Where to Find South Africa’s Marine Big Five

Wild bottle-nosed dolphins underwater
Madelein_Wolf / Getty Images

Anyone who’s ever been to South Africa is familiar with the Big Five. This collection of game park royalty includes the lion, the leopard, the elephant, the rhino, and the buffalo, and many tourists visit a reserve, mainly because it has all five. True safari aficionados may even have encountered the Little Five (a club of pint-sized insects, rodents, birds, and amphibians with similar names to their Big Five counterparts). Now, list-loving wildlife enthusiasts have another group of animals to check off their South African bucket list: the Marine Big Five. 

The term was coined in the Western Cape, where the cold waters of the Benguela Current and the warm waters of the Agulhas current converge to create one of the most biodiverse marine areas in the world. In places like Cape Town, Hermanus, Gansbaai, and Mossel Bay, ocean safaris allow tourists to come face-to-face with some of these animals. The most iconic are the great white shark, the southern right whale, the bottlenose dolphin, the Cape fur seal, and the African penguin. Together they make up the Marine Big Five. 

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Great White Shark

Great white shark approaches cage diving boat in Gansbaai, South Africa

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The great white shark is arguably the most iconic marine predator on Earth, and South Africa is one of the best places to see one in the wild. False Bay and Dyer Island are particularly famous for their dense white shark populations. The sharks are attracted to these areas by an abundance of their natural prey, the Cape fur seal, and you can see them in action by joining a cage diving trip out of Simon’s Town or Gansbaai. On the trip, you’ll be able to watch from the surface as experienced handlers use bait to draw the sharks close to the boat. If you’re feeling brave, you can jump into the cage and observe them underwater as well. A few minutes in the sharks’ environment will be enough to replace any fear you have with admiration for their incredible beauty and power. If you’re lucky, you may even see a shark breach clear of the water in pursuit of prey.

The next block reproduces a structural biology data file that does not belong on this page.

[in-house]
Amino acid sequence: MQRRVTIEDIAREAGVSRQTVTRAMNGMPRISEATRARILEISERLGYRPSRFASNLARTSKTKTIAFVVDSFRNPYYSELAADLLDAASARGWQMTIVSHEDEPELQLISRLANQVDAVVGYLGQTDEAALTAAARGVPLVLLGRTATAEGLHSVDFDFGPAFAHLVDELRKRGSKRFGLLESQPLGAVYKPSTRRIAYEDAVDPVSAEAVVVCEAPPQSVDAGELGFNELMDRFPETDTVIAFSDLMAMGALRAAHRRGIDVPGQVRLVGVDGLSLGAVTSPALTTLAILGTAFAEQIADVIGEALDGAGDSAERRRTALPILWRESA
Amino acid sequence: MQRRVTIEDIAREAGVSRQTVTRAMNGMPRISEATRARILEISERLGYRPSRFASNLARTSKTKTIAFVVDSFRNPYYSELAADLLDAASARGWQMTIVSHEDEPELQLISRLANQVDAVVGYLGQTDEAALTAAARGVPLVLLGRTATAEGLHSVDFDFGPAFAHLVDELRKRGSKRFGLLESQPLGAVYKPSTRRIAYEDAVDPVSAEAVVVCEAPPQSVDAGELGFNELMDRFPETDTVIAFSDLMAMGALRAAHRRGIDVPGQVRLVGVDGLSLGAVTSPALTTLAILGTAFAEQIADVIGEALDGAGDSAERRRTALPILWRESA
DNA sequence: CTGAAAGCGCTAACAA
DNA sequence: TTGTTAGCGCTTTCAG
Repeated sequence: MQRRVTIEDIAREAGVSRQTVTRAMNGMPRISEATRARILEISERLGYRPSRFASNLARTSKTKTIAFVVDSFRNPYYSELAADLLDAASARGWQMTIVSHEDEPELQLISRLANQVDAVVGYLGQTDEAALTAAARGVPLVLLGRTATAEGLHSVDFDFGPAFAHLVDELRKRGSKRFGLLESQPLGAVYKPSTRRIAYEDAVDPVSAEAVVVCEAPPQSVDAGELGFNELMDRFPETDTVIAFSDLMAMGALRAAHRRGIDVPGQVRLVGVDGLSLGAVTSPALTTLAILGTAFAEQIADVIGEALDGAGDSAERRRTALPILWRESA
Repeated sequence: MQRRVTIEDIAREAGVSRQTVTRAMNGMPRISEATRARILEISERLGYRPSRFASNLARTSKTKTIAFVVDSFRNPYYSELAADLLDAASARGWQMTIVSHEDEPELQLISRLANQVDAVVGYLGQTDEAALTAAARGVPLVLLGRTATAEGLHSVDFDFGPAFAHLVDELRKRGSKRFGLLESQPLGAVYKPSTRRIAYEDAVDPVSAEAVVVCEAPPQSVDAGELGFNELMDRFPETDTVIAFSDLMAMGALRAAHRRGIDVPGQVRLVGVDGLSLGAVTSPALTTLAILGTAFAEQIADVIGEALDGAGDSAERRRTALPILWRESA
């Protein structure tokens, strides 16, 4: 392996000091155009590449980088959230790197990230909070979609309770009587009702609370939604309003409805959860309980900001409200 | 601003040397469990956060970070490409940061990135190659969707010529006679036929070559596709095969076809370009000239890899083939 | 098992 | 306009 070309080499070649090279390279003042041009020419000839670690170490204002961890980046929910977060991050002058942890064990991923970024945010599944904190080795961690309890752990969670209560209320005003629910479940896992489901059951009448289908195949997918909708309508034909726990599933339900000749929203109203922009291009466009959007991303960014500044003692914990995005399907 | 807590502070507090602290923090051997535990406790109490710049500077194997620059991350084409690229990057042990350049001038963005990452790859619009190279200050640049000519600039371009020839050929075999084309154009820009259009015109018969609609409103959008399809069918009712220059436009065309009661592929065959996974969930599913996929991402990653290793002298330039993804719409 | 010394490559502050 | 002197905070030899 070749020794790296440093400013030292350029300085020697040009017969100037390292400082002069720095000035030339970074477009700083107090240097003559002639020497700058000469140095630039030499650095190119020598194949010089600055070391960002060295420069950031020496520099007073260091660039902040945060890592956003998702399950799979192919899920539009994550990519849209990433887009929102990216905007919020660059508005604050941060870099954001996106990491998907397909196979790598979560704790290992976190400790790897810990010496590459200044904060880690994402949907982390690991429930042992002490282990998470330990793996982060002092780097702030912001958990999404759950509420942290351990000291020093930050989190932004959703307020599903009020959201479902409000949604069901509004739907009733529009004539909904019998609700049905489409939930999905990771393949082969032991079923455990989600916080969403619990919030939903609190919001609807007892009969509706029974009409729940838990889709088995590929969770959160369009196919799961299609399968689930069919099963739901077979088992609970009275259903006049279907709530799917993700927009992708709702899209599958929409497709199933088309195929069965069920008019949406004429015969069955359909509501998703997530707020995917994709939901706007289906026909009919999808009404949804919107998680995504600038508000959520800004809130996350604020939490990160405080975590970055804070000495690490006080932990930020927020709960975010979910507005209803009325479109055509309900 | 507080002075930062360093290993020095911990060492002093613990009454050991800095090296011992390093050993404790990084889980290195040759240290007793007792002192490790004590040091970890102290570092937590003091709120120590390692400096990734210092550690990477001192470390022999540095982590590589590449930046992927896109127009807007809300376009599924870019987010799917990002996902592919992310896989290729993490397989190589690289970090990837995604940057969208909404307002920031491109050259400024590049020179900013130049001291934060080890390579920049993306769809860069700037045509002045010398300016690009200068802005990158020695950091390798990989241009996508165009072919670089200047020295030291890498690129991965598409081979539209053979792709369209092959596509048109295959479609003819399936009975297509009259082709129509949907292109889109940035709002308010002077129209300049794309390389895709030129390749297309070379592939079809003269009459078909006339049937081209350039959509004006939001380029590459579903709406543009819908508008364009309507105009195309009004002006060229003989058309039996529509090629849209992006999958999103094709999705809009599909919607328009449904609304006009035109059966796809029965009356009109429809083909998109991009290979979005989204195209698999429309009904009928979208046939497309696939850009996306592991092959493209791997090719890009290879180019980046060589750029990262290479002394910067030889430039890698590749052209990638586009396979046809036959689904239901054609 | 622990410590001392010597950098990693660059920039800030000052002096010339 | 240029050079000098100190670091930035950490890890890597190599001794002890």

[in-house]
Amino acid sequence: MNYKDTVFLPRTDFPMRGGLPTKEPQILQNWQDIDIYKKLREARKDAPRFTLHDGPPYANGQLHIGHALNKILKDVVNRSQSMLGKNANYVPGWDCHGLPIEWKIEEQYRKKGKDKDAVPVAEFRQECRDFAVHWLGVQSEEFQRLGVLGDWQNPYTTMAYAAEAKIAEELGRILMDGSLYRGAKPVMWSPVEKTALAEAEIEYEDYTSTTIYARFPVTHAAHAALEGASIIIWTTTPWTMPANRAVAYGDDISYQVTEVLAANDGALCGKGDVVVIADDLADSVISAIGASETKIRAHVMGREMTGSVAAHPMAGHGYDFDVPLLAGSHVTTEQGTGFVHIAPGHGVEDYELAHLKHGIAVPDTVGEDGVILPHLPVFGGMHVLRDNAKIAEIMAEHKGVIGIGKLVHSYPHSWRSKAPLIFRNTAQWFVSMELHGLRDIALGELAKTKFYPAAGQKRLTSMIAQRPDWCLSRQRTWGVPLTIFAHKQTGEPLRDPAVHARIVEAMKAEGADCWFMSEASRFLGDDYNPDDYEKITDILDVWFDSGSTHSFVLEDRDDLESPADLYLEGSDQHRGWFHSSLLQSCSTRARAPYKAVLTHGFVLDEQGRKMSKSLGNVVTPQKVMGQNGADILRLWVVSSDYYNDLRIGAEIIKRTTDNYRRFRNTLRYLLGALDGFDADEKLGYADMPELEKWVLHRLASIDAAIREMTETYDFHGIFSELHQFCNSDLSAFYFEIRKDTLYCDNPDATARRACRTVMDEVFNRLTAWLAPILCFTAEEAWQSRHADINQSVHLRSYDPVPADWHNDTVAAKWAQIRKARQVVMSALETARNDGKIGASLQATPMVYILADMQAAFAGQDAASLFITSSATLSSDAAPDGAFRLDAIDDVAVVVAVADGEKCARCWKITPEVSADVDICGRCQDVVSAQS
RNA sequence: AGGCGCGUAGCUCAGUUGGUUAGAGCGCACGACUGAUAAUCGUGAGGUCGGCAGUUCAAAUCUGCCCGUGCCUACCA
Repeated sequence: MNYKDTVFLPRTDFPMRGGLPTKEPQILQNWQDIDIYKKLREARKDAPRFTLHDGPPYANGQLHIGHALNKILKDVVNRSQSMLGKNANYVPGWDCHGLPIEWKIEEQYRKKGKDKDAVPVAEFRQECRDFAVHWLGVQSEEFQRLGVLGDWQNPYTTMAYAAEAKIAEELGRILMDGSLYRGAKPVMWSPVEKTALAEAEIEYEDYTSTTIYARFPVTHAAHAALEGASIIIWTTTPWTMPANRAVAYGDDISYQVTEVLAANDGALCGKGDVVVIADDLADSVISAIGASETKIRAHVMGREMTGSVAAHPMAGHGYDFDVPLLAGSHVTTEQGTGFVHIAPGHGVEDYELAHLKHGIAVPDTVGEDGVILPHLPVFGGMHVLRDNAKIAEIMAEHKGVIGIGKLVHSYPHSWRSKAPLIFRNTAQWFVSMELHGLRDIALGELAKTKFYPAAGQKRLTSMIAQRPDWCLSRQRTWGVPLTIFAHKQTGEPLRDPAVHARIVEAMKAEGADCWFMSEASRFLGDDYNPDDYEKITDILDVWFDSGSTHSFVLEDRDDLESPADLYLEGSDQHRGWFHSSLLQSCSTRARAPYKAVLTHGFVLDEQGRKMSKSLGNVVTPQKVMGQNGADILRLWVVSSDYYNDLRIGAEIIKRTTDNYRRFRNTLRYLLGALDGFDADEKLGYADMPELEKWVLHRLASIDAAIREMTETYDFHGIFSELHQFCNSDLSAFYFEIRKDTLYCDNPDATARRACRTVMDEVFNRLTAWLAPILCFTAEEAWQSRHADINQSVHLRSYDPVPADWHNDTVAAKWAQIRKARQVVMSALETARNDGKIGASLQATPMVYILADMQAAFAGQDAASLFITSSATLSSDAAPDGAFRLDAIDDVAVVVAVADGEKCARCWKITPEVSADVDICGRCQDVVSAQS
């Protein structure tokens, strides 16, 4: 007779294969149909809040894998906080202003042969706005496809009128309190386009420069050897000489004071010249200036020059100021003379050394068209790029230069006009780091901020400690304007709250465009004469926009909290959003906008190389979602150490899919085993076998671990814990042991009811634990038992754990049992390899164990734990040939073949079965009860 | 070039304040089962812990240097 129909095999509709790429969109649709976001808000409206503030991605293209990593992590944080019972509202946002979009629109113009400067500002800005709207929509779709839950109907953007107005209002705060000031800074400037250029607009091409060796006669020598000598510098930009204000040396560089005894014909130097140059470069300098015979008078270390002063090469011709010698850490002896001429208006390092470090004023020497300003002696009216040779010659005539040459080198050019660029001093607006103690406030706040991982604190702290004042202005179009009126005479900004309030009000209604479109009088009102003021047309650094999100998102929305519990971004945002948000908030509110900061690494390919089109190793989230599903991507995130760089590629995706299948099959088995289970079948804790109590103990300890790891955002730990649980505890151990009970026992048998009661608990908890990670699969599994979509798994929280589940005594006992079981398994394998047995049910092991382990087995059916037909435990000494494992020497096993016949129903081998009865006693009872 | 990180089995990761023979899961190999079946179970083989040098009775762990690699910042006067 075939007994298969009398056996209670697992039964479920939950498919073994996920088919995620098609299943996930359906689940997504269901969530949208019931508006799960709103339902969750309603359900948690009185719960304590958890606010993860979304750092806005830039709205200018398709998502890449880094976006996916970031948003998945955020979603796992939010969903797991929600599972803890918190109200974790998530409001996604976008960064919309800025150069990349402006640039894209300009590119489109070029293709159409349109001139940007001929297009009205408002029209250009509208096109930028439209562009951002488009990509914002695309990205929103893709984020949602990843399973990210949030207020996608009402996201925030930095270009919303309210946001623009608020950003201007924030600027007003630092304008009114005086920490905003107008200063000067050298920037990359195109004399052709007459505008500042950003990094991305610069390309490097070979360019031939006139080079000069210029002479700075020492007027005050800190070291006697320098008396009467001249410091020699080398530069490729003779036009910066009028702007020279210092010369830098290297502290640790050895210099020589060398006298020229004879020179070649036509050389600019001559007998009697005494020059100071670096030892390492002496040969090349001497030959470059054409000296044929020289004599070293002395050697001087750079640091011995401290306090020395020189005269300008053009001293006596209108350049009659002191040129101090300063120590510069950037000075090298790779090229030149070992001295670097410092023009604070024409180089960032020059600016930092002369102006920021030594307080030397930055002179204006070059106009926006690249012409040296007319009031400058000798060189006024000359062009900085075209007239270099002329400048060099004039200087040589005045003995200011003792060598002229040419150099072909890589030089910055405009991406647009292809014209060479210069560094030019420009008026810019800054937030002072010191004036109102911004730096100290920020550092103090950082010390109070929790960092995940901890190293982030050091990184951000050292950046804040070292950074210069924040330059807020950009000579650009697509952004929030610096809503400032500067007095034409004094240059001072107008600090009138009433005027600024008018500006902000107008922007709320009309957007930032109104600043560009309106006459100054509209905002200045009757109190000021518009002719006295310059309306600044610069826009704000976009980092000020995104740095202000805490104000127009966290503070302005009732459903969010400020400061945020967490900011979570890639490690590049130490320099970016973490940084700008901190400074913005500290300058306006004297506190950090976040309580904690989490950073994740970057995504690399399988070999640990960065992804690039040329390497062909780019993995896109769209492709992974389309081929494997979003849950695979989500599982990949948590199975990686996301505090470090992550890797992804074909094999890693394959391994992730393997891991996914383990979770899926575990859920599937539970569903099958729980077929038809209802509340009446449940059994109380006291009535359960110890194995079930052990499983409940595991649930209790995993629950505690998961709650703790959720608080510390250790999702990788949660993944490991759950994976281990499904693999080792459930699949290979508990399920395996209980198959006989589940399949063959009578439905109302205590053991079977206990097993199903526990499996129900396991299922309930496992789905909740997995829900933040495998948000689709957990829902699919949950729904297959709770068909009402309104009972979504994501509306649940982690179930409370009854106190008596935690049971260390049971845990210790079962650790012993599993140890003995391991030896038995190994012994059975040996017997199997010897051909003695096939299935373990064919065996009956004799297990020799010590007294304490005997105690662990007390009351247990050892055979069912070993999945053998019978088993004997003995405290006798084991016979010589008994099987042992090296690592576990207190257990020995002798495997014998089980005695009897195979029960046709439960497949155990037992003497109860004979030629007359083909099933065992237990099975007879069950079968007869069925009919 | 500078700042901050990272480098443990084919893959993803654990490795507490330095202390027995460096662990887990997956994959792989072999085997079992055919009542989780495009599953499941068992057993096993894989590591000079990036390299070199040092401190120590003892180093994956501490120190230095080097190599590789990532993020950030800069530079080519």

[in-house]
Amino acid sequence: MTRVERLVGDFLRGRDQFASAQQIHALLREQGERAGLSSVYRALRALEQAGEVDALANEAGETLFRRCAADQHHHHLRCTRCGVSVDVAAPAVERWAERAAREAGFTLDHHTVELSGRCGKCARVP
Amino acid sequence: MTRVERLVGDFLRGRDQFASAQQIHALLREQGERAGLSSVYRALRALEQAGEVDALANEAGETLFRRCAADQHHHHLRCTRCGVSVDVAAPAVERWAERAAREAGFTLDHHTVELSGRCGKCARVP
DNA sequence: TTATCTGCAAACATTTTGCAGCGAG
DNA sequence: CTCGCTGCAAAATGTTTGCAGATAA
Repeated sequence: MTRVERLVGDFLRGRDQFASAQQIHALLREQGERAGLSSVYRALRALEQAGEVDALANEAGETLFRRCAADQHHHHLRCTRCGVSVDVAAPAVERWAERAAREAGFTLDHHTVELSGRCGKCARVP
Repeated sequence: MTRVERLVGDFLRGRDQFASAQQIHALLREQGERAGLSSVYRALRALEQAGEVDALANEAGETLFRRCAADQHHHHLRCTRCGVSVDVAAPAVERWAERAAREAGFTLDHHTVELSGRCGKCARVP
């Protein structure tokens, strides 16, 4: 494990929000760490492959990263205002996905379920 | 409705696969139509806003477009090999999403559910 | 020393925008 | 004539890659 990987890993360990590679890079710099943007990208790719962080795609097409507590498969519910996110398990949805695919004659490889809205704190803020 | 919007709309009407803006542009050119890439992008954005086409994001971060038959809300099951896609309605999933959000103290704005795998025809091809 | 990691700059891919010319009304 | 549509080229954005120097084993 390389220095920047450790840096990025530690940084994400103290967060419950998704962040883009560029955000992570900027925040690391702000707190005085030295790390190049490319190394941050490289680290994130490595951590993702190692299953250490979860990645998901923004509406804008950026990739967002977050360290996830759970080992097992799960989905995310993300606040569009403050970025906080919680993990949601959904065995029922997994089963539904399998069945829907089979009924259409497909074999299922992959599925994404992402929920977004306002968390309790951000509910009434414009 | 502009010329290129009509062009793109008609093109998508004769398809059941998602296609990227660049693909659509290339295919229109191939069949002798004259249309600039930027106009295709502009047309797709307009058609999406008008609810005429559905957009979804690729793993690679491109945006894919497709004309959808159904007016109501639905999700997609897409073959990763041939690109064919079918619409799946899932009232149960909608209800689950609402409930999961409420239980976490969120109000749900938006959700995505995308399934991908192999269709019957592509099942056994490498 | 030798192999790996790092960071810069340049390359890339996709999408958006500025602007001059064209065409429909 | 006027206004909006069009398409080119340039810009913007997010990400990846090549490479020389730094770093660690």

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Southern Right Whale

Southern right whale, False Bay

Catherine Withers-Clarke/ Getty Images

Southern right whales (so named because early whalers considered them to be the “right” whales to hunt) are easily identified by their square-shaped pectoral fins and white callosities. Every year, thousands of these whales migrate northwards from their feeding grounds in the Southern Ocean to mate, calve, and raise their young in the warmer waters off South Africa. They can be seen both from shore and on whale-watching boat cruises in many parts of the Western and Eastern Cape provinces, but the most famous spot for southern right viewing is Hermanus. This seaside town is considered one of the best land-based whale-watching destinations in the world, with southern right whales coming within a few hundred feet of the shore to mate and give birth in Walker Bay. They can easily be seen breaching, fluking, and spy-hopping from the Hermanus Cliff Path. Alternatively, book a cruise with a company like Southern Right Charters

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Bottlenose Dolphin